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Campin’ Fuel

What better way to elevate your day with a morning that starts with a cup of coffee out in the mountains and fresh pine. Everyone is starting to rise with the sun, stirring for a classic breakfast cooked over the fire, a cup of coffee in hand to compliment the crisp morning fog. Dreamy, isn’t it?

Luckily, there are a handful of ways to make coffee out in the woods which opens a wild world of taste and preference that you don’t have to hold out for when you return home. In my case, camping was pretty set rain or shine, however the July blizzard had other plans. While making coffee in an ideal scenario, there’s just something about heading out for the day, finding a pit, and crafting up some of that good brew.

Strong, Reliable, Timeless

For a larger crew, or just a multi dose of that sweet adventure fuel, a percolator makes for a really great ‘batch’ brew. While it takes a bit more involvement, it’s reliable, forgiving, and has been a go to method for car campers, thru-hikers, and outdoor enthusiasts for decades!
Whether it’s pre-ground for the trip or you have your trusty hand-grinder for the freshest cup, you’ll want your coffee ground coarsely, similarly to a french press. Not only will the grinds interact with the water well, but it will dodge your end product looking more like cowboy coffee.

Percolator Anatomy

A percolator is made up of a few parts.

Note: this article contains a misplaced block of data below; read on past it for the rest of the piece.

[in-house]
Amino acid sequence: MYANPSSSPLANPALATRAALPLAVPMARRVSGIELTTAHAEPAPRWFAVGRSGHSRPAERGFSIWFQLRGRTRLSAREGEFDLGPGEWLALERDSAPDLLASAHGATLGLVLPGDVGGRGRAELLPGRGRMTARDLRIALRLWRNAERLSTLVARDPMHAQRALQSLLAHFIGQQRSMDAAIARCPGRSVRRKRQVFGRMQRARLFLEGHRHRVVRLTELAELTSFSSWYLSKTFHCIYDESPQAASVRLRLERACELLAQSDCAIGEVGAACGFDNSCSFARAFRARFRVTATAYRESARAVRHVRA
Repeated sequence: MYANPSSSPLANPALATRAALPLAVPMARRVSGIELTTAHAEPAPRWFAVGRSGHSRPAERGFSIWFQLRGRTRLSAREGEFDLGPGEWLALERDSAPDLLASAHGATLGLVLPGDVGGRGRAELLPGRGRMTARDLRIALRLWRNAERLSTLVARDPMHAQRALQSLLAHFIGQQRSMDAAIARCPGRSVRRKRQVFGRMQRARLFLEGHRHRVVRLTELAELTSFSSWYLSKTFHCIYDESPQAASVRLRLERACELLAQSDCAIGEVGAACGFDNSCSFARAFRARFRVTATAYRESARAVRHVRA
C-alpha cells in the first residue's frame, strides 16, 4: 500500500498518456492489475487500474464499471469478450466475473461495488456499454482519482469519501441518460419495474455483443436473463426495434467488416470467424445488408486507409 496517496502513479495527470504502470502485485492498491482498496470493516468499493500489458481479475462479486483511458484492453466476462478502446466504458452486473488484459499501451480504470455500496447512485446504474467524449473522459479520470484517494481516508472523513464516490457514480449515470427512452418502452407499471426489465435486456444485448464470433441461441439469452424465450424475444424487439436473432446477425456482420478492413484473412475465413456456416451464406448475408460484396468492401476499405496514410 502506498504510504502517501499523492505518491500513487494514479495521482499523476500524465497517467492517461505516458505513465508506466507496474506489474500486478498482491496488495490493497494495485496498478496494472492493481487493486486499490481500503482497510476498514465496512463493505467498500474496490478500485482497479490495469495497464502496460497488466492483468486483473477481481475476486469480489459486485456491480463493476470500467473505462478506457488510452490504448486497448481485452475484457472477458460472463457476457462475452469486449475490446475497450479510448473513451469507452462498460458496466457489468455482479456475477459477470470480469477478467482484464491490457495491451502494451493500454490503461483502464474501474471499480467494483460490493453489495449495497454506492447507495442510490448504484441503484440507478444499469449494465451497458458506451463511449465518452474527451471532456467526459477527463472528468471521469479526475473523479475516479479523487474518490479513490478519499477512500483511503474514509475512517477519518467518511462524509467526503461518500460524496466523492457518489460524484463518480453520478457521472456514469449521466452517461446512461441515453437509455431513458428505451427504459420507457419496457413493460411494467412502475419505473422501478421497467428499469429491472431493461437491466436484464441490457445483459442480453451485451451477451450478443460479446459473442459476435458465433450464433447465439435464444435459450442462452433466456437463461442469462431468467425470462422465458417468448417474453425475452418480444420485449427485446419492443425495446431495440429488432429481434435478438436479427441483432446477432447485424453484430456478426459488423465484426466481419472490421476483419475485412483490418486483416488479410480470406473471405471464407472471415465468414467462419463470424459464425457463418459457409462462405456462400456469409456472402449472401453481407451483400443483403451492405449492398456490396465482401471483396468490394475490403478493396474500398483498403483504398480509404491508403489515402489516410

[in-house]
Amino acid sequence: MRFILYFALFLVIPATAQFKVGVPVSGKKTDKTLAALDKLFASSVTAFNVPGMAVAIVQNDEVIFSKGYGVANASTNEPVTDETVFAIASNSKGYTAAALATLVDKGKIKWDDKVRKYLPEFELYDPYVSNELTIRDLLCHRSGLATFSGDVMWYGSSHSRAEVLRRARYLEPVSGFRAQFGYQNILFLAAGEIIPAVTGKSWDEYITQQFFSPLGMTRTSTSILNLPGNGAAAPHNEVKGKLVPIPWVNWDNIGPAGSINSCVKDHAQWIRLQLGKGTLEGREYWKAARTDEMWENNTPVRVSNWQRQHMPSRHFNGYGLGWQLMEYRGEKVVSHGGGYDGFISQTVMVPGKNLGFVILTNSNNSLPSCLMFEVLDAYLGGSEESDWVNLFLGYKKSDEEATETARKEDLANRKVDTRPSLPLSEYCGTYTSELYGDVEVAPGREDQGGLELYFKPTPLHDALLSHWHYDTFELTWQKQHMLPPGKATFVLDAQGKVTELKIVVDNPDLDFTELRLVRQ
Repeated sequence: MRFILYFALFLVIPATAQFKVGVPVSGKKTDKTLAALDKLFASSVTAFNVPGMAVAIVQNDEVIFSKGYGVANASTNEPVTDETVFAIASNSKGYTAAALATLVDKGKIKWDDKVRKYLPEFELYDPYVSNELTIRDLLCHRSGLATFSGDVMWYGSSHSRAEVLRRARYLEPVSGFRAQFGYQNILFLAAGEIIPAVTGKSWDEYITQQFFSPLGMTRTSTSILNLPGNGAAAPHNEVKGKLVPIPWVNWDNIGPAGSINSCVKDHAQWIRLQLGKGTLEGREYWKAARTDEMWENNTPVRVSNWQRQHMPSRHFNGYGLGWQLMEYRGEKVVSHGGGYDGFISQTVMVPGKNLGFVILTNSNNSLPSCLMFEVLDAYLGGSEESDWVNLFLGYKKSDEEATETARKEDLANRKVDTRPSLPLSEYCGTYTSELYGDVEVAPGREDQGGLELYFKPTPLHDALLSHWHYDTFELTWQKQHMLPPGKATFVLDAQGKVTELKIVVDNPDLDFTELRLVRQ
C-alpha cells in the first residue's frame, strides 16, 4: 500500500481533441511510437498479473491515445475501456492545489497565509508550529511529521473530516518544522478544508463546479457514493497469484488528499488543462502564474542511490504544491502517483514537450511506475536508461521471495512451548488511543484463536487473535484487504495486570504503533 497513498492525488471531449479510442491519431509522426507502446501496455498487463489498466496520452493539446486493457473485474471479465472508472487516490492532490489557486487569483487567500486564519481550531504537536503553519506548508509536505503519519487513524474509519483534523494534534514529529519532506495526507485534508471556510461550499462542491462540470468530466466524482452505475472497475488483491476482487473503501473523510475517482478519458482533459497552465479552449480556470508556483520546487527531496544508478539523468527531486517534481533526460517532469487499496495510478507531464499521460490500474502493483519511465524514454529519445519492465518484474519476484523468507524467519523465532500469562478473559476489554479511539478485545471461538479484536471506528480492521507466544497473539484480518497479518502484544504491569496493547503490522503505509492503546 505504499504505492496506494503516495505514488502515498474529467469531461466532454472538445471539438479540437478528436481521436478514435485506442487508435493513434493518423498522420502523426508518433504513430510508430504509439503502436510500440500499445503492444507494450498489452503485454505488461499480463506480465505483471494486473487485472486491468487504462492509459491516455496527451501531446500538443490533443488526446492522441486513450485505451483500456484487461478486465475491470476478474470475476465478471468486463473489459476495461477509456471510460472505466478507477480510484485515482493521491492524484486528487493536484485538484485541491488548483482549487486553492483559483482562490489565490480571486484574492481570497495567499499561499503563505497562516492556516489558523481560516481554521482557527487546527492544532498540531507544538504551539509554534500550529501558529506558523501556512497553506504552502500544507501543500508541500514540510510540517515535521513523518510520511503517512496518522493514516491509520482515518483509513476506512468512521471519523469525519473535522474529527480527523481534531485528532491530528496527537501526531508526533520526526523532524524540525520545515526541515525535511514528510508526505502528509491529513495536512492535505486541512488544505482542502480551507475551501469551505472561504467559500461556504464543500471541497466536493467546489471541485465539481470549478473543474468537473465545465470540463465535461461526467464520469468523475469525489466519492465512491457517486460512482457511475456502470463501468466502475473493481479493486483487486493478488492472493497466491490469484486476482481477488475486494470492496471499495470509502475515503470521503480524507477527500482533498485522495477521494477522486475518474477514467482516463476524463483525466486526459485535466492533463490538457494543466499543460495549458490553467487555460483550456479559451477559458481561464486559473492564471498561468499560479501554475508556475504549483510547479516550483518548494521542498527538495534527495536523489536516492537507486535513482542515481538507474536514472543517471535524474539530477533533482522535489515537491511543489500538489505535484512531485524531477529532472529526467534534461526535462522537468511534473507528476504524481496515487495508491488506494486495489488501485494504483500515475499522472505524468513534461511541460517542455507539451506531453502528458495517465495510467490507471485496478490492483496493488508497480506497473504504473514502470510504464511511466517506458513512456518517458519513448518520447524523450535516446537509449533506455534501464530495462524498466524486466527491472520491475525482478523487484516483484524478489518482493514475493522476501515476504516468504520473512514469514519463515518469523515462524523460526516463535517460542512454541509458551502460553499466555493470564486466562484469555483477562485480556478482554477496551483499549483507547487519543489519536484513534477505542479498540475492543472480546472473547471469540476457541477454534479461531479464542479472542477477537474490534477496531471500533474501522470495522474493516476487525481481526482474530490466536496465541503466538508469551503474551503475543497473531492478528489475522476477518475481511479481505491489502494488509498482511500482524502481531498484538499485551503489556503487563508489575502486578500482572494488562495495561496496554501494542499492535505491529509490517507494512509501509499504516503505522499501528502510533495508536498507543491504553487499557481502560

Body: turns water into…coffee
Stem: where the magic happens, A.K.A the ‘perking’
Filter Basket: for coffee grounds
Filter Basket Lid: for extraction and to keep the grounds in the basket
View Bubble: for easy colour judgement and monitoring

To start, you’ll want 1 tablespoon of coffee grounds per 1 cup of water. Add the water to the body of the percolator and set it over the fire to boil. While it can withstand touching flames, if you can off set it where there’s heat and low flame, it will be easier to maneuver around (a pot holder/ towel will come in handy).
Dose your grounds into the filter basket and assemble onto the stem and top with the filter basket lid. Once the water has come to a boil, off set the body and place the filter stem inside, shut the lid, and wait.

A Watched Pot…Boils Faster

In this case, you’ll want to keep an eye on the percolator. You’ll notice that a light brown coloured liquid will start spouting into the little view bubble, the coffee has now begun to percolate. By watching the colour, you can determine when your coffee is ready. I like mine to be more of a light caramelized sugar colour, where you can look for something looking a bit more ‘molasses-ey’ for stronger coffee. This process typically takes around 8-10 minutes after the water boils.

Once the coffee is at your preferred strength and colour, remove the filter stem and basket, serve, and most importantly, enjoy!

If you’re looking for more of a visual cue for any part of the process, you can check out this video, a Primitive Technology take on escaping the city for the day to purposefully make coffee that takes longer. Catch a sneak peek of our product testing our friend Jaylife13’s 40L ‘Sensu’ waterproof pack for durability and packing potential!


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